BY TATIRA ZWINOIRA
Speaking at a Zimra and parliamentarians workshop in Harare yesterday, Mudenda said the tax collector had the muscle to charge that kind of tax, since car importers were siphoning the much needed foreign currency.
“You have muscle. Look at all used vehicles that have been coming into the country, taking foreign currency to bring in second-hand vehicles that are parked all over the country,” he said.
“Every corner of Harare, you see these parked vehicles — that is parked foreign currency that has been allowed to go out.
“What is stopping Zimra from saying ‘if you bring [in] a second-hand vehicle, you pay 120%, 150% of the value of that vehicle in foreign currency?’”
Mudenda said hiking the customs tax on second-hand vehicles would help widen Zimra’s tax net.
“So what went out whether illegally or formally, as they come in, charge them 150% customs duty, you will recover your money, you will recover Zimbabwe’s foreign currency.
“And for the Japanese, Zimbabwe has become a very big warehouse of second-hand vehicles and after 20 years, where will they get the spare parts from?”
Zimra is currently charging up to 96% duty for used car imports.
Used cars make a huge portion of the 1,2 million vehicles that are estimated to be in the country according to 2016 statistics from Zimbabwe National Road Administration.
According to official reports, the first half of 2016 saw $250 million worth of second-hand cars imported into the country, which was down from $365 million in the previous year.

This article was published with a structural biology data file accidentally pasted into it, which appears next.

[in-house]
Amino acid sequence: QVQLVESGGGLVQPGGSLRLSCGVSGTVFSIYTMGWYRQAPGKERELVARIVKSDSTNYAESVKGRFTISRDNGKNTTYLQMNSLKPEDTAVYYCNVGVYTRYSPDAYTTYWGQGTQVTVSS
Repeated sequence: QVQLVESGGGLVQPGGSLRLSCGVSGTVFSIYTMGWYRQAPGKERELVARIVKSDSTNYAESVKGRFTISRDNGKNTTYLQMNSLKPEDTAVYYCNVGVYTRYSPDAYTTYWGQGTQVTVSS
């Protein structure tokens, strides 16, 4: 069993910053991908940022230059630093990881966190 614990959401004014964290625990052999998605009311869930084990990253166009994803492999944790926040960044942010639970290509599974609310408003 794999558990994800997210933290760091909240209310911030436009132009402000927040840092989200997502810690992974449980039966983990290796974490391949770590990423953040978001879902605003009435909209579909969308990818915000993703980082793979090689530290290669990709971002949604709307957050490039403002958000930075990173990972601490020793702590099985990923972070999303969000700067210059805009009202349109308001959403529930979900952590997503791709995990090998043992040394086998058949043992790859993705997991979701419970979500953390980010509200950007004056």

As at August 2016, 42 000 second-hand vehicles were estimated to have been imported.
Mudenda said Zimra also needed to focus on small to medium enterprises (SMEs) to widen the tax base, as the informal sector had a reported $5 billion circulating.
“What is needed is to kill that disease of inertia, it must be killed,” he said.
“Let us learn from Rwanda. Now, the International Labour Organisation (ILO), working with Brazil and Columbia came up with recommendation 204, published in June 2015 transition from informality to formality.
“They put guidelines. It [ILO recommendation] is there, Google it and see how government, business and labour have come together with practical suggestions on how to increase the tax base on informalisation.”
One of the findings in the 2015 ILO report was that one way to formalise the informal sector was to address negative aspects through protection and incorporation into the mainstream economy, while preserving the informal sector’s job creation and income-generating potential.
Zimra board chairperson, Willia Bonyongwe said a key requirement in expanding the tax net was to inculcate a culture of voluntary tax compliance.